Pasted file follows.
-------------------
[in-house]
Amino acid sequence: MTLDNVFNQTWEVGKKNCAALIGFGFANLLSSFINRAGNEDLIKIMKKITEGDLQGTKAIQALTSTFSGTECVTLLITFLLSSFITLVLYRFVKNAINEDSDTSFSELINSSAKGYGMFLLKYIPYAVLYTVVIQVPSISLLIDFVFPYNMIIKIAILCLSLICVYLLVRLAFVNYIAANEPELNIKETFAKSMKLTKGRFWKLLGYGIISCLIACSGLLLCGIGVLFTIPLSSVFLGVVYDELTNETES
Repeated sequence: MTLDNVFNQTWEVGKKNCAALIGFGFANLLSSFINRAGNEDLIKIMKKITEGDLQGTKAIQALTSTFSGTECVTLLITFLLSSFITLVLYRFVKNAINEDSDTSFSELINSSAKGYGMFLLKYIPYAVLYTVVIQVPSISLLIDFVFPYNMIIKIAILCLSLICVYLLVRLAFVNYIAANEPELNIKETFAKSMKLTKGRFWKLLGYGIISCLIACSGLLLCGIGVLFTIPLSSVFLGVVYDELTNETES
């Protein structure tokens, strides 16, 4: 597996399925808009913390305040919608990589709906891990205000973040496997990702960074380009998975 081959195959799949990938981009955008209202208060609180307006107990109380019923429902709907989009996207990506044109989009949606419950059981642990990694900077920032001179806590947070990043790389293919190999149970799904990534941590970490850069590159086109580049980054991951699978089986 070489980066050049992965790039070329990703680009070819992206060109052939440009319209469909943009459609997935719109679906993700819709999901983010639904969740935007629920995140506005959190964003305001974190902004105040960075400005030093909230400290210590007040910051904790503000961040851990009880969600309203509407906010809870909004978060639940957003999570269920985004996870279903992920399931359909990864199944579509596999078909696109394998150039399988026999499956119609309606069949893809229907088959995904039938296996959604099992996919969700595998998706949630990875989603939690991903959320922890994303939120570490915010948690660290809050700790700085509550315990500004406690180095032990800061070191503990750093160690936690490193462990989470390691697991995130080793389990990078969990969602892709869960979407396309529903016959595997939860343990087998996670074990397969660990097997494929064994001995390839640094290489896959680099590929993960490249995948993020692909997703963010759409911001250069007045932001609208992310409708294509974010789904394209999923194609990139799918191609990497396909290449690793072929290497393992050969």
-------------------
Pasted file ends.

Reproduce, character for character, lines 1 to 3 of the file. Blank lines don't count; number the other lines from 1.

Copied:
[in-house]
Amino acid sequence: MTLDNVFNQTWEVGKKNCAALIGFGFANLLSSFINRAGNEDLIKIMKKITEGDLQGTKAIQALTSTFSGTECVTLLITFLLSSFITLVLYRFVKNAINEDSDTSFSELINSSAKGYGMFLLKYIPYAVLYTVVIQVPSISLLIDFVFPYNMIIKIAILCLSLICVYLLVRLAFVNYIAANEPELNIKETFAKSMKLTKGRFWKLLGYGIISCLIACSGLLLCGIGVLFTIPLSSVFLGVVYDELTNETES
Repeated sequence: MTLDNVFNQTWEVGKKNCAALIGFGFANLLSSFINRAGNEDLIKIMKKITEGDLQGTKAIQALTSTFSGTECVTLLITFLLSSFITLVLYRFVKNAINEDSDTSFSELINSSAKGYGMFLLKYIPYAVLYTVVIQVPSISLLIDFVFPYNMIIKIAILCLSLICVYLLVRLAFVNYIAANEPELNIKETFAKSMKLTKGRFWKLLGYGIISCLIACSGLLLCGIGVLFTIPLSSVFLGVVYDELTNETES